With the committee's hearings starting today, Jack Straw, Labour's home affairs spokesman, said: "It is the secret funding of the Tory party which lies behind a great deal of the corruption of standards in public life . . . If they stop themselves looking at that, they cannot get to the heart of the problem."
Party political funding has been ruled out of the committee's terms of reference by the Prime Minister.Lord Nolan, however, has said that if it was alleged that donations to party funds had led to any preference from government or officials, that "would
plainly come within our terms of reference".
Lord Nolan's committee has also let it be known that to date it has no plans to invite Lady Thatcher to give evidence, despite Lord Callaghan, the former Labour Prime Minister, being one of its early witnesses. Lady Thatcher should be called, Mr Straw s a id, because "she started the rot".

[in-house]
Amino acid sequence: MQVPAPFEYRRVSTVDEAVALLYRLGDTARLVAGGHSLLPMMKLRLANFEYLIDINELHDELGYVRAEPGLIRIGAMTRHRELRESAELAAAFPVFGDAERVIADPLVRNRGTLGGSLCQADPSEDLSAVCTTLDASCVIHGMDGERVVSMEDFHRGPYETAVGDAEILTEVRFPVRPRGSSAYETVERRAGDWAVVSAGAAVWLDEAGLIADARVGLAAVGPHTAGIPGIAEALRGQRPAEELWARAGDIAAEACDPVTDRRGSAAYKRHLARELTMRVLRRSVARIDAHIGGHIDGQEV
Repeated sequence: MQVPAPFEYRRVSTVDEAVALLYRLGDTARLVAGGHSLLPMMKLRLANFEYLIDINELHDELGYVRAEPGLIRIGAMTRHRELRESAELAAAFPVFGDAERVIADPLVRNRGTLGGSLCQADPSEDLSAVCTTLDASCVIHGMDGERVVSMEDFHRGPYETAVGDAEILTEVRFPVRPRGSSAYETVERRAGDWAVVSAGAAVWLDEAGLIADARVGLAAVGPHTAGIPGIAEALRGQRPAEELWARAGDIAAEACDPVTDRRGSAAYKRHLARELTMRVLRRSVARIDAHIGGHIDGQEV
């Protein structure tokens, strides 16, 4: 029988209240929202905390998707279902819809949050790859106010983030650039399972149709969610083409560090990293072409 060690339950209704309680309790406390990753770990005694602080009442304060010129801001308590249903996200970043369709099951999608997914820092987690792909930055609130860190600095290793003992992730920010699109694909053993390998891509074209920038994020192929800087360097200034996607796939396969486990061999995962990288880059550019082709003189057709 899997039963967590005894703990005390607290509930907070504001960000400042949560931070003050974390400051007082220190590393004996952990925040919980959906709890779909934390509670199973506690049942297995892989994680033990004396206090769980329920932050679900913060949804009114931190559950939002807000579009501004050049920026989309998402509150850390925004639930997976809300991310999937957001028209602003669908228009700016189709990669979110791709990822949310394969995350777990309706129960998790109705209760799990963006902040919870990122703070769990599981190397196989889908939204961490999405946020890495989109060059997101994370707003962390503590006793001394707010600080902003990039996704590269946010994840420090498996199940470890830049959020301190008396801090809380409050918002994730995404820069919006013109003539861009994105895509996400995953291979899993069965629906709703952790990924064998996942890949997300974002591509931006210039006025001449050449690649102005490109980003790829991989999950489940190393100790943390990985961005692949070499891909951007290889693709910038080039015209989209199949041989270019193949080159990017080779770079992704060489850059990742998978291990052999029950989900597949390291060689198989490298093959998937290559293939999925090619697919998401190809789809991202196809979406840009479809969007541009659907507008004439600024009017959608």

The fact that the Conservative Party was "in a panic" about any public scrutiny of its funding illustrated the extent to which they had matters to hide, he said.
Frank Dobson, Labour's environment spokesman, said all parties should publish their accounts and, after the donations to the Tories from Asil Nadir, foreign gifts should be barred.All donations above £5,000 should be made public, he maintained.
Labour's preliminary evidence to Nolan calls for a new code of conduct for public servants and ministers; restrictions of perhaps three years before former ministers can take up directorships with privatised utilities; and a register of all quango members and their financial and political interests.